cards_Theodoor_Rombouts_-_Joueurs_de_cartesLegislation has often been touted as the answer to media’s many problems. It was supposed to fix agency pricing, but e-book prices are still at trade paperback levels. It was supposed to let people be ‘forgotten’ online, but that law in Europe has been a disaster.

And now, cable television. Recently, the Canadian telecommunications regulatory body ruled that all cable companies must be required to offer a ‘skinny’ bundle of basic channels for $25 a month. As predicted, the cable television industry has found all sorts of loopholes to get around this.

Some of the issues Techdirt reported:

  • Making the bundle available but not listing it or advertising it anywhere. The customer must know to specifically ask for it when they call.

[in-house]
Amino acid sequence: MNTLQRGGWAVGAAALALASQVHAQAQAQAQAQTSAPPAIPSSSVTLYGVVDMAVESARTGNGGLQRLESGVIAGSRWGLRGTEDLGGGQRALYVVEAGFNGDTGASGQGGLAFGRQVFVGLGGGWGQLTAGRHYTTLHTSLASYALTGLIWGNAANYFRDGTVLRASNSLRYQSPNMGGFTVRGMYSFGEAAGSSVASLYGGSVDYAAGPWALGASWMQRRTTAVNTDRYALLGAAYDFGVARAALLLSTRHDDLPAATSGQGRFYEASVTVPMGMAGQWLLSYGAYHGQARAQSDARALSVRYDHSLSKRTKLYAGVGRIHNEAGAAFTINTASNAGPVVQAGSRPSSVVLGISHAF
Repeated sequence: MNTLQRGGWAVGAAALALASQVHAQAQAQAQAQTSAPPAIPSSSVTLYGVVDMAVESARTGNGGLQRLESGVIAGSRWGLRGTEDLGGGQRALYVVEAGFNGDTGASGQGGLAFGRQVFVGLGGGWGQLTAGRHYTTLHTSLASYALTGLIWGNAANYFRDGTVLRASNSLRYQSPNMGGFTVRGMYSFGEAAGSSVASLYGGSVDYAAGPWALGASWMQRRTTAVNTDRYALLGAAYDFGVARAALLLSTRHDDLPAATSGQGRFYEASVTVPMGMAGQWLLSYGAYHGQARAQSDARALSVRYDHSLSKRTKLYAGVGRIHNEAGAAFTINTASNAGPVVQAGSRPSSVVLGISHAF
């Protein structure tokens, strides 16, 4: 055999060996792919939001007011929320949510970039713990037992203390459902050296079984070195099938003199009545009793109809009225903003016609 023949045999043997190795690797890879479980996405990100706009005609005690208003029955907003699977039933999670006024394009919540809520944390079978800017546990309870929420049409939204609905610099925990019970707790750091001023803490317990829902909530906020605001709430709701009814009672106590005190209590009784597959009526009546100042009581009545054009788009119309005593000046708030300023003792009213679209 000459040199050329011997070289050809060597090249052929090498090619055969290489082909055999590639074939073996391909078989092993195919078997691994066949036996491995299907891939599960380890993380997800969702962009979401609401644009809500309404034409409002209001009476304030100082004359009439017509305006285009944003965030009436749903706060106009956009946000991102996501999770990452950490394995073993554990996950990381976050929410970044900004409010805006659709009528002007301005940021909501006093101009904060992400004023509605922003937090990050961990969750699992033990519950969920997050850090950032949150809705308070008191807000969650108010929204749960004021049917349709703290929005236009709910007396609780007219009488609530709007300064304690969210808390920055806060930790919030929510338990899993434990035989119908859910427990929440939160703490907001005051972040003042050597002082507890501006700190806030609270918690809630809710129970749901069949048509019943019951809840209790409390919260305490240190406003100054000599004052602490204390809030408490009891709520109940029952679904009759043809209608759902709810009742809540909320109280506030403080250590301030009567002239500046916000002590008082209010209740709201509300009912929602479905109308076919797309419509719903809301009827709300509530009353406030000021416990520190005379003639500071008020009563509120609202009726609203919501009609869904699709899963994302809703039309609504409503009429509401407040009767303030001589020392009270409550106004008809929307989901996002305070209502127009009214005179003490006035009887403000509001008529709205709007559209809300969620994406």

• Making the bundle available, and priced at $25, but then charging extra for ancillary costs such as DVR rental fees and installation surcharges.
  • Pricing the add-on channel bundles so high that it would be cheaper for the customer to simply buy the ‘regular’ non-skinny bundle in the first place.

I can’t say I find any of this surprising. But what it does tell me is that there is a clear lesson here for publishers, and other media vendors. They should not reply on governments to legislate a more competitive marketplace for them. Publishers still have a lot of work to do. They need to price competitively, get over DRM, and offer a good customer experience. If they want there to be an alternative to Amazon, legislation is not going to create it for them.

Image credit: Here.


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